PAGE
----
INDIANAPOLIS—Advice from elders is one thing. Future premonitions are another.
"My grandmother, whose passed, god rest her soul, really took to Armon and enjoyed Armon," said John Groce, head coach at Ohio University.
She spoke of Armon Bassett, then a young guard trying to make a mark in college basketball, who was coached by Groce's stepbrother Travis Steele in AAU basketball.
By his side for a few seasons, Bassett had gotten to meet and know everyone in Steele's extended family, including Groce.
In meeting that coach, he also met grandma.
Read: Bassett's Shot Gives Ohio Win Over IUPUI At Conseco Fieldhouse
"She said to me before she passed, she said 'Help that boy'," said Groce, whose grandmother passed away before he took the head coaching job at Ohio in 2008.
Little did he know that a few years later that he would get that chance.
Following a dismissal at Indiana, a semester at Alabama-Birmingham, Groce gave Basset a third opportunity to hit the Division I hardcourt.
"I've known him since 13 years old, my brother coached him in AAU and he knows my family, we know his family, I recruited him when I was an assistant at Ohio State," said Groce, who is coaching Bassett in his junior season at Ohio.
Especially in a whirlwind eight months following his departure from Indiana University after two seasons in the fallout surrounding the Kelvin Sampson resignation in the spring of 2008. He had just been named a third team All-Big Ten selection and led the conference in three-point shooting percentage.
Yet Bassett, like many from that team, were dismissed from the team as the new Hoosiers regime hoped to start with a clean slate.
He then went to UAB with coach Mike Davis, who had recruited him while he was still at Indiana. But Bassett's stay there was only a few months, and both sides mutually agreed to part ways late in 2008.
"I told him the only mistake you can make is if you don't learn from those circumstances and move forward," said Groce, who brought Bassett to the Athens, Ohio campus in January of 2009.
Read: Hoosiers Fall To Ohio State In Columbus
When Bassett donned the green for the first time, he's already had taken lessons from this back-and-forth basketball journey.
"You judge a man from what he does after adversity not when he goes through it," said Bassett when asked what the biggest thing he learned from the past year-and-a-half was. "That's what I'm trying to do."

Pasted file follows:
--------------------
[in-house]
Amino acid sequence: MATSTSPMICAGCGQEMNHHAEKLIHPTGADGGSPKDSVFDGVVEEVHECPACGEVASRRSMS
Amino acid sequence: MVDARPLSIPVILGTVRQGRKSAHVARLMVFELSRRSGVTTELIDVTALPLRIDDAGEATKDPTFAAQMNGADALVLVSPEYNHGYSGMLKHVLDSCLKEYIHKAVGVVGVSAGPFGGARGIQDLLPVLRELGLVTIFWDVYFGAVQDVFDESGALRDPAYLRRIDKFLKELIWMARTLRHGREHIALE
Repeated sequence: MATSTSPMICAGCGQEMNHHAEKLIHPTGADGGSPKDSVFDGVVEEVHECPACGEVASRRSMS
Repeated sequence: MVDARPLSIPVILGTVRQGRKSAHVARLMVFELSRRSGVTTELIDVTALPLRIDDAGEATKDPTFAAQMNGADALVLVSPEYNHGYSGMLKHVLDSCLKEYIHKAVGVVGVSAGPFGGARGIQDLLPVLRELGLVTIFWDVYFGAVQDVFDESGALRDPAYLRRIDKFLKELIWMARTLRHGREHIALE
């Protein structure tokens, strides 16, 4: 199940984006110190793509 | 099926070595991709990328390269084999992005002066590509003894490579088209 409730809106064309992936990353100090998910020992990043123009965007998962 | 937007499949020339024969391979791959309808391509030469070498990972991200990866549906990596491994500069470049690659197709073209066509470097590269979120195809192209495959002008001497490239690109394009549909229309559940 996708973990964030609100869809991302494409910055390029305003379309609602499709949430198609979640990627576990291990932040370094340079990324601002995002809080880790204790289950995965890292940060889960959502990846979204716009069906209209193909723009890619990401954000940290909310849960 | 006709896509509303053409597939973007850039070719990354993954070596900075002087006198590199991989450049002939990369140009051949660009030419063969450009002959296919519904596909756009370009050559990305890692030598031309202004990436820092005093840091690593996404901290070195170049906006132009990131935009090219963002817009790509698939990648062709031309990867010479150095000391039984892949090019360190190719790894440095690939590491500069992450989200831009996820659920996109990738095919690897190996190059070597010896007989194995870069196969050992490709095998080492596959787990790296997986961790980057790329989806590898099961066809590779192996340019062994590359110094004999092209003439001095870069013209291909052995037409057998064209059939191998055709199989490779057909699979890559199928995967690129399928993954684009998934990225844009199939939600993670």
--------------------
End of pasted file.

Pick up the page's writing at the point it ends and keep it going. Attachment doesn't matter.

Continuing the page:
Groce, just like his brother had done before, kept up with Bassett, as he kept himself eligible and out of trouble till the beginning of fall camp this past September.
"In life nothing's easy, so it hasn't been roses every day, he'd tell you that. Certainly academically he has to fight for everything," said Groce-and then came the work on the court.
Injuries slowed Bassett early in the season, keeping him out of the first four games of Ohio's season. He returned to the court after a nearly two year absence on November 28th at Marshall, but missed all nine shots he took, and scored just four points off free throws in 28 minutes.
"He's was banged up a little bit in the fall and wasn't able to participate full strength in our conditioning program, so its taken him a little bit of time to get his conditioning base back to where its been maybe previously in his career," said Groce of Bassett's fall. "I think the more he plays and continues to play and work himself into shape so to speak, that's when his game is going to continue to be more consistent and even more productive."
Finally he began to break through in mid-December, scoring 27 points in a win over Deleware, then scoring 20 against Elon in another Bobcats victory. While his field goal percentage isn't to the level he used to-35.2 from the field and 29.8 from three-point range-he has raised his average to 12.1 points per contest while averaging 30 minutes of play.
Read: Hoosiers Open Big Ten Season With Win Over Michigan
"The reputation I built, reputation as a shooter and it hasn't been going for me like I would want to but you know I think the chips are going to start to fall I'm not really worried about that," said Bassett of his play.
He might have gotten more justification for that on Wednesday night in his first game back in Indiana since playing with the Hoosiers. At Conseco Fieldhouse-where he lost his last game in the state on a buzzer beater to Minnesota in the Big Ten Tournament-Bassett completed a 14-point effort with a three pointer at the horn to give the Bobcats a 63-62 win over IUPUI.
"You know, kinda been struggling with my shot, missed a couple in a row and for me to hit the game winner in front of, you know, I had about 100 people here, it feels so good," said Bassett of the shot. "I couldn't have wrote it up any better."
Yet Groce, just as a certain relative told him, continues to keep a close watch.
"I tell him as soon as any of us, including myself, think we've arrived we're fooling ourselves," said Groce. "We can all improve and get better and I tell him all the time 'Let's get one percent better everyday' and he's really embraced that."